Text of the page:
Tariff exemptions for bifacial solar panels

    Tariffs on solar panels and equipment have had major effects on the industry in the last few years. Starting in 2018, president Trump leveled tariffs on solar panels produced non-domestically. These tariffs were intended to spur growth in the US solar manufacturing and production industry. This limited access to cheaper solar panels.

    Since taking over the presidency, the Biden administration has maintained these tariffs, deciding to extend them for an additional 4 years in 2022. They made a crucial decision, however, in choosing to exempt bifacial solar panels. This is extremely important for consumers in that it allows you to have access to cheaper panels.

    Are bifacial solar panels worth it?

    Bifacial solar panels may be worthwhile for commercial and utility solar developers, but they typically don’t make as much sense for residential rooftop projects.

    Bifacial solar panels are more expensive than traditional solar panels and can cost up to 0.10 more per watt.

    Bifacial panels are able to absorb and convert energy from the sun on both sides in comparison to traditional panels which can only do so on one side, making them less efficient.

    reading on EnergySage

    Looking to go solar? Here’s everything you need to know in… Best solar panels in 2023: Top products compared Solar shingles: what you need to know in 2023 What are the most efficient solar panels? Top brands in 2023 Are solar panels worth it in 2023?

    About Jacob Marsh

    Jacob is an EnergySage writer with expertise in solar, electrification, and renewable energy. With over five years of experience researching and writing about the home energy industry (plus a degree in Geological Sciences from Tufts University), he brings a unique scientific approach to writing and investigating all things energy.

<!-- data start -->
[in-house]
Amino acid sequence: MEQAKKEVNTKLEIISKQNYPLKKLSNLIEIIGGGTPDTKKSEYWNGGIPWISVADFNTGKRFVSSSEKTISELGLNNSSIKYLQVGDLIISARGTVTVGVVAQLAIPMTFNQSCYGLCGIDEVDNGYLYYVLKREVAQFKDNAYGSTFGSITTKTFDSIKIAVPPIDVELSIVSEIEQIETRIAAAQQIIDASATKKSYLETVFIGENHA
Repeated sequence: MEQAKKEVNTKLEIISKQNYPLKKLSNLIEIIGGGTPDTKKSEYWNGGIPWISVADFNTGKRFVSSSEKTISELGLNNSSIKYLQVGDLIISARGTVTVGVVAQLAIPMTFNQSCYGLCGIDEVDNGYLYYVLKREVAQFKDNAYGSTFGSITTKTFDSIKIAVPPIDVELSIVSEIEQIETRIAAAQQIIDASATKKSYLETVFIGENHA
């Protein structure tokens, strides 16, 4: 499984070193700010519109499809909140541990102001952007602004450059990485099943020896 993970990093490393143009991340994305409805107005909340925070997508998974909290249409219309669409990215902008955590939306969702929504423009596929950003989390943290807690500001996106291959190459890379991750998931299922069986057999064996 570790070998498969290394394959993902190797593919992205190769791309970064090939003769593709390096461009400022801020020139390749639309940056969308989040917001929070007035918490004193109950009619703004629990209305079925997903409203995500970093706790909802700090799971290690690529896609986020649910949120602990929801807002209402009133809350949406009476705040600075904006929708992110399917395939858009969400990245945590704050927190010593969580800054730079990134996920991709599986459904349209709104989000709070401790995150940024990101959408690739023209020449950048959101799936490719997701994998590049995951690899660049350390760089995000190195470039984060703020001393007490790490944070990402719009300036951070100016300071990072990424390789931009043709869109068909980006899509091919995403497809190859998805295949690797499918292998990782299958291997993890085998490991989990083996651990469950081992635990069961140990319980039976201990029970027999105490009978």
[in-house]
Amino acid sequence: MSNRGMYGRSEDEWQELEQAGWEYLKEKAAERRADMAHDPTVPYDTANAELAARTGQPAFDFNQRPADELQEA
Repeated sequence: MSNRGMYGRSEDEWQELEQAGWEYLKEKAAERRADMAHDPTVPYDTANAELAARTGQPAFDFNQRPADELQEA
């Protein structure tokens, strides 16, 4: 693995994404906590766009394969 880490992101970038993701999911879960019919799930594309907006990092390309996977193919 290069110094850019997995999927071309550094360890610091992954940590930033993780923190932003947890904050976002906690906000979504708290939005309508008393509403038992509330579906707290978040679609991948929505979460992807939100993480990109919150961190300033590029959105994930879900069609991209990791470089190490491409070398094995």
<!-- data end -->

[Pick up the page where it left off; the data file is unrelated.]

Bifacial solar panels

    In this section of our website you can find all bifacial solar panels that we currently have in stock. These are powerful PV modules, ideal for commercial and industrial projects. Since bi-modules only recently rose in popularity and not everybody is familiar with them, let us tell you a little about them.

    What are bifacial solar panels?

    A bifacial solar panel is a PV module with two active sides. Instead of a white or black back sheet on the rear side, it has another layer of glass that protects solar cells. It often doesn’t have a frame.

    How do bifacial solar panels work?

    The front side of a bifacial panel works just like any normal panel would do. However, the rear side harvests the light that is reflected from the surface and diffused light. Usually, it gives you up to 30% of the front side’s production. For example, a 400 Watt bifacial solar panel gets a 130 Watt bonus if the conditions are good. Since the backside of the bifacial panel is made to work with diffused light, it performs well in low light conditions, such as cloudy weather, fall and winter days.

    How to install bifacial solar panels?

    In theory, bifacial modules can be installed just the same way as the standard panels are. However, bifacial panels are more often used in ground-based installation or systems on flat roofs, because you need a good tilt to take advantage of a rear side. Your installer has to take albedo into consideration which is the reflectivity of a surface where panels are installed. Asphalt or black surface, for example, gives the lowest bifacial gain, and sometimes installers put a white membrane underneath the modules to increase albedo.

    Here is a diagram of bifacial solar panels functioning. You can see that solar panels are often raised from the ground to prevent overheating. Careful planning is key: you want to minimize the shading of not only the panels, but the surface as well.

    What are the benefits of bifacial solar panels?